Thank you for reading and commenting! I hope you both are doing great today!

  8. @ MIM: "It was and is Javier who brings out the beauty in his female dance partners"

    I have to disagree with this - while Geraldin may not be dancing well with her husband, neither is Javier with Andrea. Given that the man has greater control of the dance I am actually more disappointed by Javier's dancing nowadays.

  9. If you watch closly to some videos you will see that it is Geraldine who is controlling and is actually leading the dance with Javier. This makes her look fab and lets be honest she is really great, but this is why they looked so good together. Ezequil now leads and she is not so much in control this is why they dont look the greatest. Having said that I saw them live a few weeks ago and they are getting better together.

  10. @ Accidental Tangoiste: could share with us who's dancing you do appreciate? I agree that Geraldine may be doing some unnecessary footwork. But with Javier there was magic in their dancing that is hard to find.

  11. Dear Anonymous,

    I have a feeling that you're asking more about followers whose dancing I admire, since it was Geraldine's dancing I was talking about more than Javier's. That's a rather challenging question to me; the list of leaders I admire comes to my mind very quickly, partly because many of the men whose dancing I admire most, I've actually gotten to dance with, and so I know firsthand how lovely they are in the way that matters most to me--actually in the dance, from the inside. Followers I have no firsthand knowledge of in this way.

    You can tell by this that I make a distinction between dazzling stage performances and demonstrations of dancing that might transition more easily onto the milonga floor. I'm sure there are many very impressive stage-y couples dancing all over the world, but my knowledge is far from encyclopedic, and my interest tends to focus on those who dance in or closer to the milonguero style--they are the ones I hope to learn most from, for my own dancing.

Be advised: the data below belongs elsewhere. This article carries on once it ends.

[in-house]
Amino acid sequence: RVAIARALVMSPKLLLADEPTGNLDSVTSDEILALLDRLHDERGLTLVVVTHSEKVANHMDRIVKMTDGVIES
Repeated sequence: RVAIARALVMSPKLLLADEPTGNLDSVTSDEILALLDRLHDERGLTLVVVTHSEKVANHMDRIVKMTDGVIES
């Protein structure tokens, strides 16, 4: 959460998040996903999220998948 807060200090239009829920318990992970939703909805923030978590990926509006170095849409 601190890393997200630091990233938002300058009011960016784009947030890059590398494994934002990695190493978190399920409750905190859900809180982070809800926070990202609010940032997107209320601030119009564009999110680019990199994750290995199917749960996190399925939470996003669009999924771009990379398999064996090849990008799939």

Also, I notice that a lot of the women (and men too) that I like best seem to dance equally well with all the partners I've seen them with--or nearly so. I think that kind of consistency speaks highly of their skill.

    With all that said, here is a bit of a starter list. (And I'm sure that at about 3 AM I'll bolt awake, thinking "How could I have forgotten about her?!)

    Susana Miller
    Alicia Pons (She also can get a bit lost in adornments, but she does have a very graceful way of moving, and her classes augmented, I think, my own technical foundation when I was starting out.)
    Melina Sedo
    Sylvia, the young woman who frequently partnered the late Tete Rusconi (I think he got the lion's share of attention, as is probably only fitting for a man who had been dancing as long as he had, but she had to be good to follow him through everything he liked to do--and very gracefully too.)
    Jennifer Bratt
    Marcela Duran
    Nely Fernando

    Showier couples whom I've also enjoyed include:

    Gustavo Benzecry and Maria Olivera
    Silvina Vals and Oliver Kolker
    Julio Balmaceda and Corina de la Rosa

    And you, Anon? Who are some of your favorites?

    Thank you for sharing your thoughts!

  12. Thanks AT, there are some names here I don't know and I look forward to having a look. At the moment my favourite couple from the older generation is probably Osvaldo and Coca - I like how she moves very much. My favourite young couple is Adrian and Amanda Costa. When I read this post I thought of Amanda because I think her decorations really express the music. I also like how Luna Palacios dances - she can dance well with a variety of partners. A young dancer that I think has a lot of potential is Ariadna Naveira. This is not an exhaustive list!

  13. Thank you for sharing your own list, Anon! I look forward to looking up the ones you name whom I don't yet know!